Spotlight On: Why empathy is more important than ever

28 October 2022


This article first appeared in Queenwood Weekly News on Friday 28 October, 2022

I remember listening to Ms Stone in Assembly in 2018 when she told us about a lifelong Republican and his desire to be heard. His name was David Weissman. Your “typical Twitter troll” who, like many others, felt isolated in the then political climate and was using social media as his platform to vent.

Amid a cyclone of aggressive tweets, he accused Sarah Silverman of caring more about people residing illegally in America than American Veterans. Silverman was a high-profile comedian with very different political views and a large social media following. To the surprise of Weissman, Silverman replied and a remarkably respectful discussion between the two parties took place.

Over months of “tweet” discussions, Weissman slowly began to question his long-held assumptions and re-evaluated his principles. The power of Silverman’s words caused a complete shift in Weissman’s political mindset.

I still remember this story four years later because it so clearly demonstrated the importance of empathy when engaging in conversations with people. Silverman showed empathy toward Weissman and understood his behaviour as reflecting someone who was troubled and led by media that promoted extreme views. She saw that his views were shaped by his environmental context. Silverman engaged in a respectful conversation with him instead of responding with hatred, anger or forcing a political agenda. The result speaks for itself, and of course this can work in either political direction.

More than ever, it is paramount we start our conversations with empathy. Empathy encourages open discourse where people are not afraid to express themselves or be criticised for what they feel. Some of the most rational people can be backed into a corner of extremism when they feel isolated or attacked by the world around them.

Social media is not a tool that naturally lends itself to empathy – it is difficult to understand how a person feels through a screen. Yet we are more connected than ever and social media’s predominance as a form of communication is having a seismic shift in the way we engage with each other. It’s no secret that social media can be divisive. Just like Weissman, it allows people to think out loud and voice thoughts without immediate tangible consequences. They can spread misinformation to millions with the click of a button. Users play a game where contention creates clicks and views with no identifiable emotional recourse. They can then become separated into, or identified by, groups of like-minded people who propagate groupthink.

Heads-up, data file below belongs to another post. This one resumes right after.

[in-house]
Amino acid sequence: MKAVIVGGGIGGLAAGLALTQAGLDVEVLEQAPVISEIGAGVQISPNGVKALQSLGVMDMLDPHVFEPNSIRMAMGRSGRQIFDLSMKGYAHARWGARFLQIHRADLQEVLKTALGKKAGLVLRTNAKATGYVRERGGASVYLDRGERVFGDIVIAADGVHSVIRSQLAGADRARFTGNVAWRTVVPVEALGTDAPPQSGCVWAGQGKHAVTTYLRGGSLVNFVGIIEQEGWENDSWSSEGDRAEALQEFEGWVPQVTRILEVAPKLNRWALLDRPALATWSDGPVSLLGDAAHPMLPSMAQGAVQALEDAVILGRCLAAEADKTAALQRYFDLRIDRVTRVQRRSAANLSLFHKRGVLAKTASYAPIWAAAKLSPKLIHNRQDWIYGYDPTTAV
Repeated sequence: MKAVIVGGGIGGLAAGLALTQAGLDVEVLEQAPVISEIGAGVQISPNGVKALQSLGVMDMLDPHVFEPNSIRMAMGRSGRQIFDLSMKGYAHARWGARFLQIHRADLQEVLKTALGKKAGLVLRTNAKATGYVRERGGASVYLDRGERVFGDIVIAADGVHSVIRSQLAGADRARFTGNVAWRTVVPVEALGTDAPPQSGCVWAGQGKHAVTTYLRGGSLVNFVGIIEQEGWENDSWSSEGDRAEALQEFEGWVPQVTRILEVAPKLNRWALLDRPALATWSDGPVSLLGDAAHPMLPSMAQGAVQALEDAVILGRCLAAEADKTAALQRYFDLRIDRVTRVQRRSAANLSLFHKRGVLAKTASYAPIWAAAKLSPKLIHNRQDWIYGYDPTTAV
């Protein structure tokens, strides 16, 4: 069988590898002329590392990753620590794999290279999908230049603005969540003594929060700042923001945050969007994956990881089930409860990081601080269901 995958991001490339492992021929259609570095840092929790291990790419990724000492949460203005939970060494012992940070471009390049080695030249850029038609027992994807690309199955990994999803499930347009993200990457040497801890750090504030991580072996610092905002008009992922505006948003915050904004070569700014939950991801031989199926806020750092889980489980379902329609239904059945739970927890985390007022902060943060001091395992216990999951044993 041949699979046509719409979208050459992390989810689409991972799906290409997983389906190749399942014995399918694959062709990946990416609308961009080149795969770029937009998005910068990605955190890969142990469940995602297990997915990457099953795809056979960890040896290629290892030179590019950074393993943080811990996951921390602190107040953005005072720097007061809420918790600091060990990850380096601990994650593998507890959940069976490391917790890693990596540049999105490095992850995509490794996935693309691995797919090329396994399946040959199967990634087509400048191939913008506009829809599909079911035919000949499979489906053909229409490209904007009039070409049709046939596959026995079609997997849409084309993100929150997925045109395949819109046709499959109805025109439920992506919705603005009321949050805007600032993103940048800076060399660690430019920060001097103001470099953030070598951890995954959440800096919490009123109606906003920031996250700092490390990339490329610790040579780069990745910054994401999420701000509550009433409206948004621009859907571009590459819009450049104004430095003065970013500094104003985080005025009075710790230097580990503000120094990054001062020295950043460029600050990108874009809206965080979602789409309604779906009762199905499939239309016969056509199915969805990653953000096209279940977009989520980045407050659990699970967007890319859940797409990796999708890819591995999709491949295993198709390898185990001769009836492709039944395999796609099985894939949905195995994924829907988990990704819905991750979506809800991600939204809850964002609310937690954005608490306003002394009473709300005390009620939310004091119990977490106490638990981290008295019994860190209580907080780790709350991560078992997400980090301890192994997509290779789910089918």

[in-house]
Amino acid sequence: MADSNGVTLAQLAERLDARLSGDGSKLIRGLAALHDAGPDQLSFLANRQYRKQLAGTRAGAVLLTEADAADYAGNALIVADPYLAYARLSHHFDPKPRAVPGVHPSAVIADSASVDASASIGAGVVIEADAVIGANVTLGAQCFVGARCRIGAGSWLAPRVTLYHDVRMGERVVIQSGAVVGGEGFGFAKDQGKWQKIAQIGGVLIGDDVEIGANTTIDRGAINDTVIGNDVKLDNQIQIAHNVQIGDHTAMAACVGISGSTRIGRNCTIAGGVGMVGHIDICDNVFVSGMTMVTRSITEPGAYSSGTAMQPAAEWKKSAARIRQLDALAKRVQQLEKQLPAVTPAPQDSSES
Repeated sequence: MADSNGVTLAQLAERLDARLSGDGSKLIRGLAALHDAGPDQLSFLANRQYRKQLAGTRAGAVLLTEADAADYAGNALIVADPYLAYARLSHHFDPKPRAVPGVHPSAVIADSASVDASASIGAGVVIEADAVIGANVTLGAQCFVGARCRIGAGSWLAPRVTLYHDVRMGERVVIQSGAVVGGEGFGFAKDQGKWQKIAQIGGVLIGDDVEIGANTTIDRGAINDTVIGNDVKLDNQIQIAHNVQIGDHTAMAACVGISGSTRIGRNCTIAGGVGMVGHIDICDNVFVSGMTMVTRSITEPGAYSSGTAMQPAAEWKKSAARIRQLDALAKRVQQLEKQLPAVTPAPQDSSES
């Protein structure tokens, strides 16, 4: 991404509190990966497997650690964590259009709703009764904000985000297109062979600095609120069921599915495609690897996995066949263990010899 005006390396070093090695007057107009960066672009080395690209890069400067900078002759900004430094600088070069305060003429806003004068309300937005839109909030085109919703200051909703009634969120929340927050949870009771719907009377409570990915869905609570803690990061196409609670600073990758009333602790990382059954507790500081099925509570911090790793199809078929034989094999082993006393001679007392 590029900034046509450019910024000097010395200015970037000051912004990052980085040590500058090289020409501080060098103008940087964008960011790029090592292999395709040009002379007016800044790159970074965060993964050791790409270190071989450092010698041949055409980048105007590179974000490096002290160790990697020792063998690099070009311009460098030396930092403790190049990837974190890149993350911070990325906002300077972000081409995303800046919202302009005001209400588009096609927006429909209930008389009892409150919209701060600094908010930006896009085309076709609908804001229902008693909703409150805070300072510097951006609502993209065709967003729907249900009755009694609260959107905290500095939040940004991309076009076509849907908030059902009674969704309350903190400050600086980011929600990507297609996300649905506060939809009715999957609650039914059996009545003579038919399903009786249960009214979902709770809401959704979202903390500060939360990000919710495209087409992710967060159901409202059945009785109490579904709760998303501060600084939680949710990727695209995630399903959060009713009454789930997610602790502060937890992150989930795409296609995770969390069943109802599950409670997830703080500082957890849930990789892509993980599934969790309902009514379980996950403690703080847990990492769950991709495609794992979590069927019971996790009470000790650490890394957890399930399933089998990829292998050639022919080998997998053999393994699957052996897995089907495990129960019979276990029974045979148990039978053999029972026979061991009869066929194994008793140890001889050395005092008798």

We implicitly practise empathy at school when we are having lunch with friends or talking with teachers, with family members and colleagues. We benefit from an education that encourages understanding different perspectives. But our reach is limited. We spend most of our time in the same neighbourhood, talking to similar people and going to similar places. Whilst this familiarity is important to maintain a sense of control in our lives it tends to validate our opinions and also create groupthink. The ability for us to have a diverse and open discourse is therefore, by circumstance, limited.

As a young woman only beginning to understand the world we live in, the story of Silverman and Weissman makes me realise how important it is to listen, particularly when I superficially disagree with someone. I know my views are impressionable and they will change with time and experience. I also know that attacking someone’s beliefs will not change them nor will it diffuse the situation and will, most of the time, make it worse.

We live in a dynamic world. Our views are subject to a flood of information. It is easy to be tempted into groupthink or reject anything that threatens our beliefs. We must introduce ourselves to new people, ideas and concepts, have challenging discussions and be inquisitive about the world around us. This can be difficult. But Silverman shows us that if we lead with empathy it can lead to surprising outcomes. Let’s embrace this lesson.